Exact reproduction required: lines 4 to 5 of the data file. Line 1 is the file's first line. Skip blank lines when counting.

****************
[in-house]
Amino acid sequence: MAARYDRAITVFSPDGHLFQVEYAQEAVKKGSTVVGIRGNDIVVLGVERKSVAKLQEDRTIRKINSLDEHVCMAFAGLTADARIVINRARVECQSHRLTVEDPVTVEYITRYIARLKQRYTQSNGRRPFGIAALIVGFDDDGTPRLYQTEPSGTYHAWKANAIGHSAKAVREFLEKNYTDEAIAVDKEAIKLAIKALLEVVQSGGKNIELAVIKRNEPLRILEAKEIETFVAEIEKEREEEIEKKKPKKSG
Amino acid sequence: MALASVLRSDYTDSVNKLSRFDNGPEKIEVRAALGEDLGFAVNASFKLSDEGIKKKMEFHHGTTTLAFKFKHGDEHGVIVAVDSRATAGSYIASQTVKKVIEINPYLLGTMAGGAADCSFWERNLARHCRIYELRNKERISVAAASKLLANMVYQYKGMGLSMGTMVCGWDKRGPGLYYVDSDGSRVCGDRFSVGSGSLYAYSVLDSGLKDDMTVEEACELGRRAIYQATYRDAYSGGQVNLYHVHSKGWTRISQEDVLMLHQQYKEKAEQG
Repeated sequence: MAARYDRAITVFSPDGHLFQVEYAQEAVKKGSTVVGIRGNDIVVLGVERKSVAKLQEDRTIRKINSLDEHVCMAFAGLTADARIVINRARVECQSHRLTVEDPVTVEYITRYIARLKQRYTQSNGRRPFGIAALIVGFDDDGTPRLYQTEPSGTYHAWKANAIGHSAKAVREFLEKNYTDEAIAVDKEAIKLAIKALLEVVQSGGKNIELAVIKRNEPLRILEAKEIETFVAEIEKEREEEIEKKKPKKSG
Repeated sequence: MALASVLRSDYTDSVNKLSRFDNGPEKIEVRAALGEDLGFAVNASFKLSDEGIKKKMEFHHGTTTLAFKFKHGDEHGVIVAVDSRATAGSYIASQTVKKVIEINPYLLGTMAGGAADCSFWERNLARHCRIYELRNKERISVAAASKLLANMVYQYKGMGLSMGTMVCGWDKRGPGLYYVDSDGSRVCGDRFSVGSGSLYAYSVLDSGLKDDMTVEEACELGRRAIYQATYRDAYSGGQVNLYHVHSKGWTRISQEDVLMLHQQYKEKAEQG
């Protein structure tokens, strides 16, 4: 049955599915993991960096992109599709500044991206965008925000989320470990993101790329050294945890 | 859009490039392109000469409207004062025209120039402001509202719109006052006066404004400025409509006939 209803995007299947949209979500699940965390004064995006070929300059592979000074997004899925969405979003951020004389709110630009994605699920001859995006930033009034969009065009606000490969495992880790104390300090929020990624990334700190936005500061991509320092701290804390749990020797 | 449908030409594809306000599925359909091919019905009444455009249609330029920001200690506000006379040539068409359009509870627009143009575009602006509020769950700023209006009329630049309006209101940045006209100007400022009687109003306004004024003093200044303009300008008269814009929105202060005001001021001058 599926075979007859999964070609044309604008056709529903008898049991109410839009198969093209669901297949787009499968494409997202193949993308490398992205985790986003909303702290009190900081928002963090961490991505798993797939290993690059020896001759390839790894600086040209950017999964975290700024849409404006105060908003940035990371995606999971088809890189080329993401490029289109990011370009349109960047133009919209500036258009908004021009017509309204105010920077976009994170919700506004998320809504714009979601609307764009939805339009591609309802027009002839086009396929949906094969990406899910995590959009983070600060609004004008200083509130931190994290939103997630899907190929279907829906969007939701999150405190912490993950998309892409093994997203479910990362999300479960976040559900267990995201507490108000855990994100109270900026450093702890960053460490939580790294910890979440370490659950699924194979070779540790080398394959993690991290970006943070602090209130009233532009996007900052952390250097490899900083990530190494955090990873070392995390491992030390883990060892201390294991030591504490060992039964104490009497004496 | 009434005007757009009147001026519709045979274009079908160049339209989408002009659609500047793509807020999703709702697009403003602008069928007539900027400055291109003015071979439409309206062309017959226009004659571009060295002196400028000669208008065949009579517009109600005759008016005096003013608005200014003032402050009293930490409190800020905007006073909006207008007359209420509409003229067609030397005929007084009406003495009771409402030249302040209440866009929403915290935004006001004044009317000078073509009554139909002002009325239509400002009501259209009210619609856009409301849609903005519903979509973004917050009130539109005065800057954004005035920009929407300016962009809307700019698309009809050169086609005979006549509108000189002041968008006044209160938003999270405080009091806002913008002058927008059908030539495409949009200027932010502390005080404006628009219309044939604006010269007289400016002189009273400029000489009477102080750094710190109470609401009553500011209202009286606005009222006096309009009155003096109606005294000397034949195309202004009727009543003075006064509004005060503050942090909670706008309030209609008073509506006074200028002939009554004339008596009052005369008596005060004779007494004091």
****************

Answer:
Repeated sequence: MAARYDRAITVFSPDGHLFQVEYAQEAVKKGSTVVGIRGNDIVVLGVERKSVAKLQEDRTIRKINSLDEHVCMAFAGLTADARIVINRARVECQSHRLTVEDPVTVEYITRYIARLKQRYTQSNGRRPFGIAALIVGFDDDGTPRLYQTEPSGTYHAWKANAIGHSAKAVREFLEKNYTDEAIAVDKEAIKLAIKALLEVVQSGGKNIELAVIKRNEPLRILEAKEIETFVAEIEKEREEEIEKKKPKKSG
Repeated sequence: MALASVLRSDYTDSVNKLSRFDNGPEKIEVRAALGEDLGFAVNASFKLSDEGIKKKMEFHHGTTTLAFKFKHGDEHGVIVAVDSRATAGSYIASQTVKKVIEINPYLLGTMAGGAADCSFWERNLARHCRIYELRNKERISVAAASKLLANMVYQYKGMGLSMGTMVCGWDKRGPGLYYVDSDGSRVCGDRFSVGSGSLYAYSVLDSGLKDDMTVEEACELGRRAIYQATYRDAYSGGQVNLYHVHSKGWTRISQEDVLMLHQQYKEKAEQG